Studio Notes: Step Outside Then See What Translates Into Your Jewelry Designs

Take Field Trips

This is advice wax carver Kate Wolf includes in her handouts when I take her class in Portland, Maine. So I prowl her city before catching my flight home to Michigan. The key reason for seeing jewelry designs in person is that you can figure out how things are made by other artists.

Just off the city’s main street, I spot a store full of vintage delights. In one of its windows, rhinestone encrusted bees sparkle on a honeycomb made of cast segments. The owner lets me study and photograph it for this blog.

At the Maine College of Art a few blocks away, I come across spare honey comb jewelry elements in their gallery. They are made by one of their award-winning graduates who cuts precision slits into sheets of gold and uses pliers to shape each six-sided cell.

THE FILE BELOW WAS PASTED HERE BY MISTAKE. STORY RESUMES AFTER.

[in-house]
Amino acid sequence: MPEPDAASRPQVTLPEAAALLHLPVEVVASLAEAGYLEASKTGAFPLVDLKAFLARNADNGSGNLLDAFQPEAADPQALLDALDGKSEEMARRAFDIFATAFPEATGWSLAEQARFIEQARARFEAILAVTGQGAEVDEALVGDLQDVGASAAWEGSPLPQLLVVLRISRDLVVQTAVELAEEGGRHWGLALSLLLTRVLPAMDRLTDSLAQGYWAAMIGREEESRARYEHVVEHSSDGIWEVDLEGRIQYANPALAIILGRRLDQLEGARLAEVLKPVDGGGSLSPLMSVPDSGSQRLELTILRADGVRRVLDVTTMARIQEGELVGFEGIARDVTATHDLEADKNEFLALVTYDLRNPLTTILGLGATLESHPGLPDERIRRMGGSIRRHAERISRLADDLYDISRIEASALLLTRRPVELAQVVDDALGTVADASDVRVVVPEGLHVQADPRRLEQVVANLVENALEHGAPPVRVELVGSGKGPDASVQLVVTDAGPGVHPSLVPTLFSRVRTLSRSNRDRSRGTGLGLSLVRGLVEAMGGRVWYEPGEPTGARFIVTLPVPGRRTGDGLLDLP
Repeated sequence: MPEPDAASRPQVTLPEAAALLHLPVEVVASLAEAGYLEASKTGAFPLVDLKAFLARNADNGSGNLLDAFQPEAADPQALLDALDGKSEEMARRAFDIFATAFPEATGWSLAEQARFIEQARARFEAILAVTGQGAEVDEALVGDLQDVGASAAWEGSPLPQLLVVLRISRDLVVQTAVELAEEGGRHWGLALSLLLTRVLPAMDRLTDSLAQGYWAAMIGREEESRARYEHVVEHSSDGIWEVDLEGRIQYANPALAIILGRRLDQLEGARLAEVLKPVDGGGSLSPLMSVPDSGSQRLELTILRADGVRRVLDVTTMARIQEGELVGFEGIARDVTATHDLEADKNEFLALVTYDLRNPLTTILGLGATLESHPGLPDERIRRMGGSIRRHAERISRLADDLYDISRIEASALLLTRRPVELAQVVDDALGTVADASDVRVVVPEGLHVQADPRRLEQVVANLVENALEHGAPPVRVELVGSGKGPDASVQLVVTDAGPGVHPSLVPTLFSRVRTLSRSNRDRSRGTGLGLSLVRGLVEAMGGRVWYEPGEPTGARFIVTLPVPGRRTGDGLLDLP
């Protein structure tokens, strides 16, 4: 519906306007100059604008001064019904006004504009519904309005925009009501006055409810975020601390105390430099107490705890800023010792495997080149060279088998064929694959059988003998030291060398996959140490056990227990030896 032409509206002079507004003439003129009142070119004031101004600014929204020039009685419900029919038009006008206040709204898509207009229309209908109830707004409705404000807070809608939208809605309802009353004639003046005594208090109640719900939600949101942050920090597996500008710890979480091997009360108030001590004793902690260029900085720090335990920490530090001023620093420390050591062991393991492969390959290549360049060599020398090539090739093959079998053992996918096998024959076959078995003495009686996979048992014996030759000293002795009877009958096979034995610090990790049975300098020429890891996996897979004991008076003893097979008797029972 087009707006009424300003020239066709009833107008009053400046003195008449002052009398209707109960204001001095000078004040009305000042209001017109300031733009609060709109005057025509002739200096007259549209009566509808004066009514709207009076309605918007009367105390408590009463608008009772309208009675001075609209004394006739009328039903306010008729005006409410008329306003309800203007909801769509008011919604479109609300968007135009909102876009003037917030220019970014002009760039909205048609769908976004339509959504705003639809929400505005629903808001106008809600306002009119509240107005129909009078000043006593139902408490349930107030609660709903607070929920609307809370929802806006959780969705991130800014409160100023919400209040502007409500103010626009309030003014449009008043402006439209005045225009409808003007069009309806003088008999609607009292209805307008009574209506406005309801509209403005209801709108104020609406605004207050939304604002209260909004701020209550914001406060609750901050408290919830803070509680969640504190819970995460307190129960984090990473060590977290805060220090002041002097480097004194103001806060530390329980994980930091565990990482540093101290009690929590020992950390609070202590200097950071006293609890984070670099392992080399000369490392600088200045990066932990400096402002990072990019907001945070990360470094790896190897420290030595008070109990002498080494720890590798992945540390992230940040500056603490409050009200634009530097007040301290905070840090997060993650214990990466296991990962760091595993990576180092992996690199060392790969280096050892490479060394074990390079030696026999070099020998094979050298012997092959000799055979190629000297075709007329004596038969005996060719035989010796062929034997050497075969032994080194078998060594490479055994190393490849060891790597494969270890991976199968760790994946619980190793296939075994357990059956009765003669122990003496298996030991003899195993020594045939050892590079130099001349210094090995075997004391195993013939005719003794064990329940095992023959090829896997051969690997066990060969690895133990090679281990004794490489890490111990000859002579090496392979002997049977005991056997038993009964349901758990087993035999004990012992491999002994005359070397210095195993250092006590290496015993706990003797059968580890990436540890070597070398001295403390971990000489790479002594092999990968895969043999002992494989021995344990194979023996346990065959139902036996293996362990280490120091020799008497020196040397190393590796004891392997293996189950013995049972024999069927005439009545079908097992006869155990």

It takes my imagination only seconds to stitch together my own necklace from these two concepts, although it will be months, if not years for me to do anything about it.
The delight is in the inspiration. I feel I am walking on air.


Betsy Lehndorff has been writing for Lapidary Journal Jewelry Artist since 2010. Her story on Colorado diamonds appears in the September-October issue and she will be writing about her experience in Kate Wolf’s class in 2018. The class was paid for by a $1,000 professional development grant from the Michigan Council for Arts and Cultural Affairs.

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